We live in an ego-driven world. We’re selfish. We have a lot to say, and we expect people to listen. In part, this is super empowering that we’re so independent with such strong voices. We follow our dreams and we do what we have to do, but often we don’t pay attention or pause to contemplate how our presence and moreover how our words affect the people with whom we interact. While ‘ego’ and ‘selfish’ typically have a negative connotation, I think that these things can be mostly good if we’re doing what we need to consider and prioritize things and people other than ourselves. I mean, if it weren’t for our strong egos and sometimes selfish behaviors, we wouldn’t have world-class entrepreneurs giving us the newest and greatest, we wouldn’t have all-new yoga formats being developed by all-star instructors all over the globe, and we wouldn’t have the latest update for the iPhone 6s. All of these can’t-live-without and taken-for-granted things come from the person who says: “That’s great, but I can do it better. I have a better idea, and I’m going to deliver.” Which is, at its very core, a pretty ego-strong and selfish declaration, right? So, that’s a great example of good ego and selfishness that evolves into something for the greater good.

It’s a fine line, though, and we must be mindful of listening and how we are listened to. And both of these are important to work on; sometimes we’re doing the talking, sometimes we’re doing the listening. Because we live in this ego-driven, sometimes-selfish, super fast-paced and over-stimulating society, we often hear without listening and respond with an ego-tangent. I like to think of ego-tangents as those times when you’re in a conversation with a friend and the audible vibrations of their voice are being received, meaning that you can hear them talking and you know that there are words being strung together purposefully to convey an idea, but you have no idea what they’re actually communicating to you because after the first five words, you already started formulating your response in your own head — completely muting any words that are still coming. You’re not listening. You’re hearing. And if you’re reading this and thinking: Mannnnnn, I do that all the time! Don’t worry. We all do. Or, maybe you actually believe you’re a good listener and this habit of thinking up a response in your own head is so second nature that you don’t even realize you’re doing it.

I did this just the other night while “watching” an episode of The Walking Dead. It was on the TV. I was sitting in front of the TV. The episode was streaming. I was on my phone almost the entire time perusing social media, but I was also *totally* watching the show. Multi-tasking, right? It sounds great in theory. Wouldn’t it be great if we could cook dinner, respond to those five text messages we’ve neglected, catch up on our favorite shows, all while having quality conversation with our spouse?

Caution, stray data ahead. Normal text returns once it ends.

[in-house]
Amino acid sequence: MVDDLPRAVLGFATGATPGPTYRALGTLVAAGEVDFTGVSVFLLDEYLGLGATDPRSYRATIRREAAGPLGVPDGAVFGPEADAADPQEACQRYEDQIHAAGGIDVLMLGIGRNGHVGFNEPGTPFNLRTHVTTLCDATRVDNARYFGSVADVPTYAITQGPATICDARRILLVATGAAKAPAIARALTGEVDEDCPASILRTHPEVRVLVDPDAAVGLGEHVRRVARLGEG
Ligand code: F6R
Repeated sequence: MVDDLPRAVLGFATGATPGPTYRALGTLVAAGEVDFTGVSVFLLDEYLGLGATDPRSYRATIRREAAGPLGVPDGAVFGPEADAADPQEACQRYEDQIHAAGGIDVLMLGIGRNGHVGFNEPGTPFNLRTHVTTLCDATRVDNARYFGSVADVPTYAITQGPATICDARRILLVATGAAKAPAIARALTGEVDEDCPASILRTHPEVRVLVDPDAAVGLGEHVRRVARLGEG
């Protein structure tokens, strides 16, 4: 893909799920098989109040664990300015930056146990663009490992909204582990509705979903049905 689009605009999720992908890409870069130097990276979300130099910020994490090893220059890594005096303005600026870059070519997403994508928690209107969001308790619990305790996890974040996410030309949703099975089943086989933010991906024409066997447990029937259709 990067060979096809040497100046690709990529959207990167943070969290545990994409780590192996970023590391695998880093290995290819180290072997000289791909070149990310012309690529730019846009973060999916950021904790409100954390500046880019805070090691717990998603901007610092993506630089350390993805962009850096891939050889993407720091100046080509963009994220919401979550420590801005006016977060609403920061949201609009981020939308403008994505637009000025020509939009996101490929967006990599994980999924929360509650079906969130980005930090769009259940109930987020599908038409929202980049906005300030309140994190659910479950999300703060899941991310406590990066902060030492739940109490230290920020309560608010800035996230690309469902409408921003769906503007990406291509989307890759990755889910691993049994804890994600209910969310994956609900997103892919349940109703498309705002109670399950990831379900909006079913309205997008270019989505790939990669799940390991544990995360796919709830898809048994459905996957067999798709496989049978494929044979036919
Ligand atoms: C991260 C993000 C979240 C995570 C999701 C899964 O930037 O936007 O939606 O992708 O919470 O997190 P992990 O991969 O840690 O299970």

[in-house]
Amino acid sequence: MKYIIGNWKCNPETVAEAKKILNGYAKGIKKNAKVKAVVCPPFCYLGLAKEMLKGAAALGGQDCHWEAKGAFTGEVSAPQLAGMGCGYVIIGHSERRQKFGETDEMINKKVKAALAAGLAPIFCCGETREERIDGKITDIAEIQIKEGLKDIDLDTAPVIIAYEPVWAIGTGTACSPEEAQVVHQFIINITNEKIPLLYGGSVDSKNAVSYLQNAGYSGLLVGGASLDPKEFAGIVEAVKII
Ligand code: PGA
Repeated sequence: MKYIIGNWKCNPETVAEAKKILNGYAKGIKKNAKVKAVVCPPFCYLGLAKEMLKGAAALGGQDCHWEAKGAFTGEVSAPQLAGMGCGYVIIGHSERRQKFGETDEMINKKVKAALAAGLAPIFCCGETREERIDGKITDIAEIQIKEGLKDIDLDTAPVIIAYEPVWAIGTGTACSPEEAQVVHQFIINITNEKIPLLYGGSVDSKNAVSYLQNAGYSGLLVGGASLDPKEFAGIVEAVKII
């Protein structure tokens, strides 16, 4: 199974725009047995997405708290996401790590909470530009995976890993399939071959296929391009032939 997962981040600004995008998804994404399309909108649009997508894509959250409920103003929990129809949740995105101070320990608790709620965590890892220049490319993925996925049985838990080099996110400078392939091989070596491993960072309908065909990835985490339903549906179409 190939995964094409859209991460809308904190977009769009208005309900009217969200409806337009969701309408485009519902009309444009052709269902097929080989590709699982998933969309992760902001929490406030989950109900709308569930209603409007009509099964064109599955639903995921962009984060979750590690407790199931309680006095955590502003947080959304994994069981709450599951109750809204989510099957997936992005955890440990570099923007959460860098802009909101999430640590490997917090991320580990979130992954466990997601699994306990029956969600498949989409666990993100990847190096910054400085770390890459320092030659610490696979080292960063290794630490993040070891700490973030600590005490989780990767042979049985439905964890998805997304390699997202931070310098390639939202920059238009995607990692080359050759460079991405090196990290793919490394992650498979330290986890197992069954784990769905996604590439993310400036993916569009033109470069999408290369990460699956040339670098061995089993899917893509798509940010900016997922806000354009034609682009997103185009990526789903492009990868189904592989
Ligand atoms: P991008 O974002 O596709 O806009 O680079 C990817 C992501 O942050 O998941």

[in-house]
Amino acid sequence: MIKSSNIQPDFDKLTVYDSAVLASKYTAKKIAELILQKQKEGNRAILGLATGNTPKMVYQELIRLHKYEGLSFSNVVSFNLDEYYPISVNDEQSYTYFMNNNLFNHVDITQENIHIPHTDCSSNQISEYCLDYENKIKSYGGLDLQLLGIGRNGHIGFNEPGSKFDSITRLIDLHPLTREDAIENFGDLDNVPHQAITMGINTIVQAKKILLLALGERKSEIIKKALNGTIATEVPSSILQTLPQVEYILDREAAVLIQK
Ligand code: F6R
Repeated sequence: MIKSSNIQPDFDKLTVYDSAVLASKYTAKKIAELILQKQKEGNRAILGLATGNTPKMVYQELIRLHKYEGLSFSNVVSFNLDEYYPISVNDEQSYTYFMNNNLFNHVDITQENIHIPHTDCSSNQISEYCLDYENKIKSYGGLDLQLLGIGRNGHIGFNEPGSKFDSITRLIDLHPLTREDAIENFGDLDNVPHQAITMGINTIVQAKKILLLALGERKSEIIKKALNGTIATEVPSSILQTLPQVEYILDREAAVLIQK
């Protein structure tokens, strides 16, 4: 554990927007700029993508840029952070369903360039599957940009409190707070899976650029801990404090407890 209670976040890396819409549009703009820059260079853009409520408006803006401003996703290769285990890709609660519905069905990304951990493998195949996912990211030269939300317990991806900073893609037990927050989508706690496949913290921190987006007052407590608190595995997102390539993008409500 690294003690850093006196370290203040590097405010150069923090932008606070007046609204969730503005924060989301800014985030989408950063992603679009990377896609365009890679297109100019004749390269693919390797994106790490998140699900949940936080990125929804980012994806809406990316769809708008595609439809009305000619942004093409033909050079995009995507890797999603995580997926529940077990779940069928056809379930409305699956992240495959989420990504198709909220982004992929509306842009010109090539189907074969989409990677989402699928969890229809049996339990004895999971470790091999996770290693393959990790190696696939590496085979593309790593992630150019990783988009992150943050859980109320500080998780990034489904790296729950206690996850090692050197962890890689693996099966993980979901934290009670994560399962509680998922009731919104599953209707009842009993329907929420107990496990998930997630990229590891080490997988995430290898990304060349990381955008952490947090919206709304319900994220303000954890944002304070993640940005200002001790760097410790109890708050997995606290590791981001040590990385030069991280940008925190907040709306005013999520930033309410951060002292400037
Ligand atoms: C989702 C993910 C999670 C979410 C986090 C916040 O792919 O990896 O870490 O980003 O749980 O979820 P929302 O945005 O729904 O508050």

Sometimes we actually do those four or five or ten things at once, label it “juggling multiple things at the same time,” and file it under our long lists of personal expertise. And so we keep on keepin’ on operating under this really ego-flattering illusion that we’re just extremely skilled at doing it all. In truth, it’s impossible as humans for our brains to participate at full capacity in so many things at once. So, what it ends up looking like is this: kids whining and you volunteering to eat the burnt parts of dinner, shows that need to be re-watched because you missed the introduction of the new character and have no idea why so-and-so is now fighting with what’s-her-name, and totally unnecessary arguments with the people who matter most in your life where you find yourself repeating the same thing a million times and talking over one another in a battle of who can say it louder. I guess what it all comes down to is whether we want to do 20 things poorly, or two things really well. All I know is that from personal experience, it’s just a complete waste of my time to watch the same show twice. It also really, really sucks to feel unheard and misunderstood. We can all agree there, right?

Here are three ways we can all direct our attention more mindfully and become better listeners:

  1. Distinguish between hearing and listening, and start to observe when you’re doing which. Hearing is instinctively automatic. It’s simply the act of perceiving sound. Listening is a choice, and listening eliminates distraction. Start to pay attention to what’s happening with your own inner voice while you’re in a conversation with someone else. Are you concentrating on each of the words being spoken in a way that will allow you to summarize what was just said, in full? Or, did you catch a couple of words that you’d like to comment on, and now you’re formulating a response based on only a piece of what was said? This week, try to merely pay attention to whether you’re a good hearer, or a good listener. Observation first.